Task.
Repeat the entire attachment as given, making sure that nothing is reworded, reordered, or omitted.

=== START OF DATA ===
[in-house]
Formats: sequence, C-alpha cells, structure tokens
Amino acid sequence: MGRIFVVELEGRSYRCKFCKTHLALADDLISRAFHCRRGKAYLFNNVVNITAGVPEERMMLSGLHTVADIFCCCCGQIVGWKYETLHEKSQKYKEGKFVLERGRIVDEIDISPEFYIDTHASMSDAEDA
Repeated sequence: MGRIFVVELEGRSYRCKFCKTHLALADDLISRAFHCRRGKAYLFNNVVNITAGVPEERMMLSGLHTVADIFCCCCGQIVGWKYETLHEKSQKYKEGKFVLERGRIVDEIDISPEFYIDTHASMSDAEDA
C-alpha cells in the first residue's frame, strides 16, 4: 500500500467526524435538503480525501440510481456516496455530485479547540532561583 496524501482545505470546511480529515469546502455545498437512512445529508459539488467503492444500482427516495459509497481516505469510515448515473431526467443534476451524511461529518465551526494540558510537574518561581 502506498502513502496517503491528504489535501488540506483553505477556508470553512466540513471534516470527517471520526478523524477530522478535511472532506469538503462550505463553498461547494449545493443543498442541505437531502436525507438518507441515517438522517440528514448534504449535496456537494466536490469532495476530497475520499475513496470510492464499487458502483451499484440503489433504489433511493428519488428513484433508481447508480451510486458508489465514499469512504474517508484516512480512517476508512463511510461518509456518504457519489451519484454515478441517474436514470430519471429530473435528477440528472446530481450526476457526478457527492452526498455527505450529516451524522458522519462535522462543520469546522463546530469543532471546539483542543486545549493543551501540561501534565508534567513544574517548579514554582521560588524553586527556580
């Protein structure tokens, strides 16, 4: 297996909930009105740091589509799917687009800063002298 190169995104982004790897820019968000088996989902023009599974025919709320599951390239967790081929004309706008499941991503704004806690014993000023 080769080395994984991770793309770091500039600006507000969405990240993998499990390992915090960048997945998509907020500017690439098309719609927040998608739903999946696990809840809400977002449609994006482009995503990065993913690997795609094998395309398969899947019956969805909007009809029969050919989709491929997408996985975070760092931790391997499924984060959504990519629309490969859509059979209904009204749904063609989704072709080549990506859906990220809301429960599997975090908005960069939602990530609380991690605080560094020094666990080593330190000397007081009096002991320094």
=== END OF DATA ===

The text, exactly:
[in-house]
Formats: sequence, C-alpha cells, structure tokens
Amino acid sequence: MGRIFVVELEGRSYRCKFCKTHLALADDLISRAFHCRRGKAYLFNNVVNITAGVPEERMMLSGLHTVADIFCCCCGQIVGWKYETLHEKSQKYKEGKFVLERGRIVDEIDISPEFYIDTHASMSDAEDA
Repeated sequence: MGRIFVVELEGRSYRCKFCKTHLALADDLISRAFHCRRGKAYLFNNVVNITAGVPEERMMLSGLHTVADIFCCCCGQIVGWKYETLHEKSQKYKEGKFVLERGRIVDEIDISPEFYIDTHASMSDAEDA
C-alpha cells in the first residue's frame, strides 16, 4: 500500500467526524435538503480525501440510481456516496455530485479547540532561583 496524501482545505470546511480529515469546502455545498437512512445529508459539488467503492444500482427516495459509497481516505469510515448515473431526467443534476451524511461529518465551526494540558510537574518561581 502506498502513502496517503491528504489535501488540506483553505477556508470553512466540513471534516470527517471520526478523524477530522478535511472532506469538503462550505463553498461547494449545493443543498442541505437531502436525507438518507441515517438522517440528514448534504449535496456537494466536490469532495476530497475520499475513496470510492464499487458502483451499484440503489433504489433511493428519488428513484433508481447508480451510486458508489465514499469512504474517508484516512480512517476508512463511510461518509456518504457519489451519484454515478441517474436514470430519471429530473435528477440528472446530481450526476457526478457527492452526498455527505450529516451524522458522519462535522462543520469546522463546530469543532471546539483542543486545549493543551501540561501534565508534567513544574517548579514554582521560588524553586527556580
């Protein structure tokens, strides 16, 4: 297996909930009105740091589509799917687009800063002298 190169995104982004790897820019968000088996989902023009599974025919709320599951390239967790081929004309706008499941991503704004806690014993000023 080769080395994984991770793309770091500039600006507000969405990240993998499990390992915090960048997945998509907020500017690439098309719609927040998608739903999946696990809840809400977002449609994006482009995503990065993913690997795609094998395309398969899947019956969805909007009809029969050919989709491929997408996985975070760092931790391997499924984060959504990519629309490969859509059979209904009204749904063609989704072709080549990506859906990220809301429960599997975090908005960069939602990530609380991690605080560094020094666990080593330190000397007081009096002991320094």